SAN JOSE—It almost seemed like nothing was going in favor of the St. Francis High baseball team, which was down to its final three outs in the Central Coast Section Division IV finals Friday afternoon.
After being held to just one run in the first six innings, the No. 4-seeded Sharks mustered together three late runs in the top half of the seventh en route to a 4-2 victory over No. 3 Carmel High, capturing their first-ever title in the program’s history.
“Throughout the game it was just hang in there…I don’t know what to say, I’m in shock right now,” Ibarra said.
Ibarra, who scored the Sharks’ first run in the fourth, was solid on the mound, giving up two earned runs on five hits while recording three strikeouts for the complete game victory.
The sophomore standout said capturing the title was a redemption story for him and his family, especially for his older brother Ruben.
Ruben Ibarra, drafted by the Cincinnati Reds in the 2021 Major League Baseball Amateur Draft, was part of the 2018 team that lost in the D-III title game against The King’s Academy.
It was the third CCS title game appearance for St. Francis, which lost to Branham High in the D-II championship in 2014.
“We’re a whole different program, we’re not the same thing,” JR Ibarra said. “We can do whatever we want to do. If we put our mind to it, we’re out of here.”
Senior outfielder Dez Litel executed a late bunt that brought in two of the three runs scored in the top of the seventh.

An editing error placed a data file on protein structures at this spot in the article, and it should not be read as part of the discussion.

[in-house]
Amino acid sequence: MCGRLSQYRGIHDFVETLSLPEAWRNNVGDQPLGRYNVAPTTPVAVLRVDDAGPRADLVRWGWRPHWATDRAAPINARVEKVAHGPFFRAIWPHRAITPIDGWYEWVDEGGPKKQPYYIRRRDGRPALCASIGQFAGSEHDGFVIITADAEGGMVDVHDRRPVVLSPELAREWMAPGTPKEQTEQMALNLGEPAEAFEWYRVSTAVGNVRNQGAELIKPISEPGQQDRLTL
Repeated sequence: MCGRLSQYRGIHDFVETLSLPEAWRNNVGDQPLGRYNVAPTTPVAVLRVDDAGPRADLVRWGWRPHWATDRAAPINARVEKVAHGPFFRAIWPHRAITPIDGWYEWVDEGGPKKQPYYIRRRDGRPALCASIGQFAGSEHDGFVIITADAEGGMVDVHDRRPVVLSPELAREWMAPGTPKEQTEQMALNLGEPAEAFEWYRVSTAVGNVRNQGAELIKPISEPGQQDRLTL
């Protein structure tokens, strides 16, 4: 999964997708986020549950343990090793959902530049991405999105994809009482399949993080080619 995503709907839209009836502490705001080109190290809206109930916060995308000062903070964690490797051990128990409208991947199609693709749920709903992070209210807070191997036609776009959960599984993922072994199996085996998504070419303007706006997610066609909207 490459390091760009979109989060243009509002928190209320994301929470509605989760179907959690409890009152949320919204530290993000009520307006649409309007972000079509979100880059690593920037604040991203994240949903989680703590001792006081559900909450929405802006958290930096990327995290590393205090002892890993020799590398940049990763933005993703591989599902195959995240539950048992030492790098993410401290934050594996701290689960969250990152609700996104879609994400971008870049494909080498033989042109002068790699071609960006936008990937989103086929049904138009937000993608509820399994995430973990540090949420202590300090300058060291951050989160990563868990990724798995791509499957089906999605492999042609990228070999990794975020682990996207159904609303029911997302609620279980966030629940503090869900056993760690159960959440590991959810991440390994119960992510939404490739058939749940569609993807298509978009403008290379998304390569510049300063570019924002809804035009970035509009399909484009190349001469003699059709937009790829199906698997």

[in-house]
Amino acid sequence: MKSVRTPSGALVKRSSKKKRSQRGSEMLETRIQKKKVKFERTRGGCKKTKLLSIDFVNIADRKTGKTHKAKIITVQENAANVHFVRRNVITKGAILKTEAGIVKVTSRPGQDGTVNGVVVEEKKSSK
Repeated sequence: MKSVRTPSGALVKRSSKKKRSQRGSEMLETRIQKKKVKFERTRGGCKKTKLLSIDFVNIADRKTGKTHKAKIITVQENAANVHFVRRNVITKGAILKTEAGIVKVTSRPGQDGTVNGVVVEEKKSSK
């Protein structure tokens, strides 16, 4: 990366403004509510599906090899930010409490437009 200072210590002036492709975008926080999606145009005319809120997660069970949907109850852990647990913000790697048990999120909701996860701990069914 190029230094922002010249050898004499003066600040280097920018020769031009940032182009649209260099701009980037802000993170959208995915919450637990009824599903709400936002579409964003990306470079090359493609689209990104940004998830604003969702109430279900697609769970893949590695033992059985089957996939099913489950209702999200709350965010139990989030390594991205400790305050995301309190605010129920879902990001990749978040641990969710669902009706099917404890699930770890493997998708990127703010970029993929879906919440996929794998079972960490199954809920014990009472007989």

It was just three years ago he was a freshman on a varsity team that finished with a 3-25 overall record. Litel said the thought of going from worst to first is amazing.
“It’s crazy,” he said with a grin from ear-to-ear, reminiscing just how far they’ve come.
With the win, the Sharks earned the No. 3 seed in the Division IV field of the inaugural CIF NorCal Regional playoffs. They will host No. 6 Saint Mary’s (18-9-1) of Albany on Tuesday at 4pm.
The Panthers placed fourth in the Tri-County Athletic League’s Rock Division.
Senior infielder/designated hitter Saul Noel Aquino said he had no doubt that his teammates were going to come through in the end.
“I wasn’t worried about anything,” he said. “We just had to make things happen. [Carmel] was giving us opportunities, we just had to come through.”
Aquino added that winning the CCS championship meant they could overcome anything, especially after also being part of the rough 2018 varsity season.
He also mentioned the adversity of overcoming the Covid-19 pandemic and what it felt like to be on the losing side of a title game.